Photo Credit: Jewish Press

Should a person who desperately wants to make aliyah
do so even if his or her parents object?


Rabbi Zev Leff

Although one is not required to listen to one’s parents if they interfere with the performance of a mitzvah – and making aliyah is a mitzvah according to most halachic opinions – it really depends on the parents’ reason for objecting.

If they object on purely subjective grounds – they oppose the move either ideologically or they want their children and grandchildren near them – one is not obligated to heed their wishes.

However, if the parents need the child’s aid (e.g., they are old and can’t move about), or if moving will have a serious impact on shalom bayis, or if the parents object because they feel the child is being irresponsible – e.g., he will encounter problems earning a living, raising children, finding a suitable place to live, or living a proper Torah life – then although one is not required to heed their wishes, one definitely is not prohibited from considering their reservations and perhaps changing one’s decision based on their advice.

— Rabbi Zev Leff, rav of Moshav Matisyahu,
popular lecturer and educator


* * * * *

Rabbi Marc D. Angel

The basic halacha is that a grown child may decide for him/herself about aliyah and that parents do not have the right to impose their will in this matter. This is especially true if the grown child feels that he/she can learn and observe Torah better in Israel and if he/she wants to raise children there.

It is best, of course, if parents and children reach as amicable understanding. In our days, it’s easier to maintain contact with family even if they live far from each other. We have WhatsApp, Facetime, Zoom, etc. We also can travel to and from Israel much more quickly and easily than was possible for our ancestors even a few generations ago.

Making aliyah is a big decision. If a grown child has decided on aliyah after carefully considering the pluses and minuses, then the parents should accept this decision gracefully… and proudly.

— Rabbi Marc D. Angel, director of
the Institute for Jewish Ideas and Ideals


* * * * *

Rabbi Ben Zion Shafier

There is a halachic component to this question that I would prefer not to deal with. In terms of the proper Jewish outlook on moving to Israel, however, I would say the following:

Three times a day we beg Hashem to be able to return to our homeland, and going to Israel is a tremendous opportunity for many people to grow closer to Hashem and reach great heights.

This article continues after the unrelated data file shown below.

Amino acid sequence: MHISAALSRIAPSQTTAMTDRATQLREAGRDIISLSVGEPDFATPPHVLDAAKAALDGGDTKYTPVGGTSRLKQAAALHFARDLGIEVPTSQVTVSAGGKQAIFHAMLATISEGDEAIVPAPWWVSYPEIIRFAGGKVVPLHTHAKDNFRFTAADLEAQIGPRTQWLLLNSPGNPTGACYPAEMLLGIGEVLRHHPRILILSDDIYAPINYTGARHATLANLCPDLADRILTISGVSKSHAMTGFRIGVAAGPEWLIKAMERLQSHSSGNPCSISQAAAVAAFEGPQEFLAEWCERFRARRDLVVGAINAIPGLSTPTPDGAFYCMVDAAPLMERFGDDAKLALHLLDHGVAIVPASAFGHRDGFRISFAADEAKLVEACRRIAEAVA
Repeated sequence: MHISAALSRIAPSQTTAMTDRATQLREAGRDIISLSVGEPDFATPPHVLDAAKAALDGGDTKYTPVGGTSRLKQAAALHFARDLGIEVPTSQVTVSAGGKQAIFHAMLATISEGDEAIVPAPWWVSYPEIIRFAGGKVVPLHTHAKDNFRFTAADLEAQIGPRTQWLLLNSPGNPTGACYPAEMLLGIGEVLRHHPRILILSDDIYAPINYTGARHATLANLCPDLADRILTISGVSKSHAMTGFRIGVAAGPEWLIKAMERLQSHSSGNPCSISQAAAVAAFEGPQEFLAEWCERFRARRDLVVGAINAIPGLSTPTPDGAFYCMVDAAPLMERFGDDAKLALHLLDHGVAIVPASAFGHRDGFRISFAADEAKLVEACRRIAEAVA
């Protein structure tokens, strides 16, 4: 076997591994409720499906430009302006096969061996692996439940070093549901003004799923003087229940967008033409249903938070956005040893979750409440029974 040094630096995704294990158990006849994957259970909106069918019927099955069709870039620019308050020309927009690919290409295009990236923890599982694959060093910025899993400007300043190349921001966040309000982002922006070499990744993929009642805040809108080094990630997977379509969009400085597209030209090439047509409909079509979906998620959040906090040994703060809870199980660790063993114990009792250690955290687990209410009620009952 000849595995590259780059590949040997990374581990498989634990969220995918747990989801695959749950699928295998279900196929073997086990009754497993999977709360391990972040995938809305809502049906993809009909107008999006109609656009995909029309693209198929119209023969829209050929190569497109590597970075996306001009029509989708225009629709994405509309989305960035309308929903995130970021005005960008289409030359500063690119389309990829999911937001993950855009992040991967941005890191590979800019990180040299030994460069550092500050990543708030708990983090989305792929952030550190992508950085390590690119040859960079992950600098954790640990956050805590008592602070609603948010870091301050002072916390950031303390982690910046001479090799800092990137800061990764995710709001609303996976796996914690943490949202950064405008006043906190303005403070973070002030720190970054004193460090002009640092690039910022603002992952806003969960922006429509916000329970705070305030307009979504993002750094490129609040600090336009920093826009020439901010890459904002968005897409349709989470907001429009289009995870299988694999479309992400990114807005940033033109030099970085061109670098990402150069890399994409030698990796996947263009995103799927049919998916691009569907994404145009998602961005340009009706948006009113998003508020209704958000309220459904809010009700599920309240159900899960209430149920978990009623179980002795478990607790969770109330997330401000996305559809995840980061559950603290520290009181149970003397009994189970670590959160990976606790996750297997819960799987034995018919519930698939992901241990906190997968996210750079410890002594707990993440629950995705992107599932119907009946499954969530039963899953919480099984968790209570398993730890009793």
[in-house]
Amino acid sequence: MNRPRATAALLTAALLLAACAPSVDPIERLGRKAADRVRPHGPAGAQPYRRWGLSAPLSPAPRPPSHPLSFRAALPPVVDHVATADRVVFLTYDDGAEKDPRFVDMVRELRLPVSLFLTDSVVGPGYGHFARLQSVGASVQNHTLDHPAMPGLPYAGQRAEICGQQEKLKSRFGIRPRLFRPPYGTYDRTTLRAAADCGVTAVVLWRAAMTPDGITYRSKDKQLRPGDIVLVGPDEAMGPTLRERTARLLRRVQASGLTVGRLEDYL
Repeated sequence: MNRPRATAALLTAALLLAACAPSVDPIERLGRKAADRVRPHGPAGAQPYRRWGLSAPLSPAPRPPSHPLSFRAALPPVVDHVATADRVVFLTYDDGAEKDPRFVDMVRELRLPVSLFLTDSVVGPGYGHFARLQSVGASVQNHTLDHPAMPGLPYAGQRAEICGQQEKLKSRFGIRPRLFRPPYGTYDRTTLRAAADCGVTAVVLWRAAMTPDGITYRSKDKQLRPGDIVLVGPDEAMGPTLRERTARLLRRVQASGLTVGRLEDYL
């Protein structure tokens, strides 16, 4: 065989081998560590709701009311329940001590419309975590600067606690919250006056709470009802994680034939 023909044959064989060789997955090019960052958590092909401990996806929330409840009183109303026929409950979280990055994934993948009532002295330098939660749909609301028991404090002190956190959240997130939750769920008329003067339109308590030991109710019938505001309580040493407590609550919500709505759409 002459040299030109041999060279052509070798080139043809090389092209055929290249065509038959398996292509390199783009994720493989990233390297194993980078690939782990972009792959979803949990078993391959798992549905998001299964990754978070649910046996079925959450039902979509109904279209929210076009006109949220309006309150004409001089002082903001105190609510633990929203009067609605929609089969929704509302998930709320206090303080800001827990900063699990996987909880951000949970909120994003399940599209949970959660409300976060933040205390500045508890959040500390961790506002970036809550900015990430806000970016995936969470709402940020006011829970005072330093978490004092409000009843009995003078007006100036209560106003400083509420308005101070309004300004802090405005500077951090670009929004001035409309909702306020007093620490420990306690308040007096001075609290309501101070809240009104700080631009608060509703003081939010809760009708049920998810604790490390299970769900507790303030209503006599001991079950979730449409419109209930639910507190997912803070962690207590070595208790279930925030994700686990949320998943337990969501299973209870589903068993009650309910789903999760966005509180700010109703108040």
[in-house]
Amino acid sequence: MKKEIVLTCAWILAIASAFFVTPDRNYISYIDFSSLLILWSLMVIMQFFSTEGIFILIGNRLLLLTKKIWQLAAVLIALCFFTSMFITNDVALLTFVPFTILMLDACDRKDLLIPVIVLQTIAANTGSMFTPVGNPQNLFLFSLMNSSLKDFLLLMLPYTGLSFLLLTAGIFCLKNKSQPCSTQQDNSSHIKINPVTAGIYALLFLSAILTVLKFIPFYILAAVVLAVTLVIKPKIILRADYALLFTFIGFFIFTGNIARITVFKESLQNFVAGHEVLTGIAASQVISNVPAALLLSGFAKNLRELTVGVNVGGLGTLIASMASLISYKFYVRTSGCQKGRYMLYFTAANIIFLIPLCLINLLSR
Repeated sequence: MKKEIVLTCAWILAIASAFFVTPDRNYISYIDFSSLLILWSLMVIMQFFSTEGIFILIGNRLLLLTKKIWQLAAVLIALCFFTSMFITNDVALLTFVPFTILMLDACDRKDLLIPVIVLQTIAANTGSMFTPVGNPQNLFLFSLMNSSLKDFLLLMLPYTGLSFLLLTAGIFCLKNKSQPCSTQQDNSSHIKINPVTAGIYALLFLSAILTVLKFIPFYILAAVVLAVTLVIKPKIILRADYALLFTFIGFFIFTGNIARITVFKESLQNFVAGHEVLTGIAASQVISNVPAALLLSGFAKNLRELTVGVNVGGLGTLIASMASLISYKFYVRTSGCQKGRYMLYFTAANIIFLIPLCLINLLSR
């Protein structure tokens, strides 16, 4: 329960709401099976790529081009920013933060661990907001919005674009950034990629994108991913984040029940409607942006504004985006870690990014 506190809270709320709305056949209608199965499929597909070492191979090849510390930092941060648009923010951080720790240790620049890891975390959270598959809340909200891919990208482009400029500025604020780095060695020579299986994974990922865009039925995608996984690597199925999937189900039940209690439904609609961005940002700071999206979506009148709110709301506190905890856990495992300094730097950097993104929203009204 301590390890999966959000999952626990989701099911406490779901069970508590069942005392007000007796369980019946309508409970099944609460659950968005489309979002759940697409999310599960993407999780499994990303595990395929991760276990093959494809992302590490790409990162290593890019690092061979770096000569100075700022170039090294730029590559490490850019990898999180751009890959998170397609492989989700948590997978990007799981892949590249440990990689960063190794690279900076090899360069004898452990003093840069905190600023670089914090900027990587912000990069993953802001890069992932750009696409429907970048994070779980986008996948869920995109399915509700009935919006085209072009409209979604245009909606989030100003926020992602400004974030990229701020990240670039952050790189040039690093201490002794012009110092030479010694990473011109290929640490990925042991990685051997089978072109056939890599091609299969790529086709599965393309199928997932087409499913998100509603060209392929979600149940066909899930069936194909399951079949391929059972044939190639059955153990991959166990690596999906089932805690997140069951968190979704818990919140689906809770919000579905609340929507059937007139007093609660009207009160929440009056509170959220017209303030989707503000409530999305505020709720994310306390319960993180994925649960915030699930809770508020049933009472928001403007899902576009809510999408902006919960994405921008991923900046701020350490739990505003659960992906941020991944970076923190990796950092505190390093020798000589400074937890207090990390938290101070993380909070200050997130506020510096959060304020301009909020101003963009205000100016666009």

For many others, though, it can be very damaging. School-age children, for example, have to make a big adjustment. In general, there’s a tremendous learning curve involved in moving to Israel.

Unfortunately, we’re not yet living in the era of Moshiach, and as much as we yearn to be in our holy land, the situation there is not a perfect panacea at the present time.

So each individual must conduct a very careful analysis of his situation, and it’s wisest to ask advise – preferably from a rav, but certainly from someone older – because although the desire to go is great, it’s not the correct choice for every individual.

— Rabbi Ben Zion Shafier, founder of The Shmuz


* * * * *

A very interesting dilemma!

The Torah (Exodus 20:12) states, “Kabed et avicha v’et imecha l’ma’an ya’arichun yamecha al ha’adama asher Hashem Elokecha noten lecha – Honor your mother and father in order that you prolong your days in the land that the eternal L-rd your G-d has given you.”

From the very words of the verse, we see that this commandment – one of the principal commandments of the Torah – is tied to living in the Land of Israel.

If parents insist that their child not make aliyah, either he’ll listen and not fulfill his dream of fulfilling the mitzvah of yeshivat ha’aretz or, worse, he’ll make aliyah and his parents will have caused him to violate the mitzvah of kibud av v’em.

If the person is an only child, the parents may have a valid claim, and it’s advisable for the child to remain near his parents. If there are other children, however, it would seem that the words of the verse speak for themselves.

— Rabbi Yaakov Klass,
Torah Editor of The Jewish Press


Previous articleI Was On Mt. Meron
Next articleRedeeming Relevance: Parshat Behar: The Plea of a Forsaken Mitzvah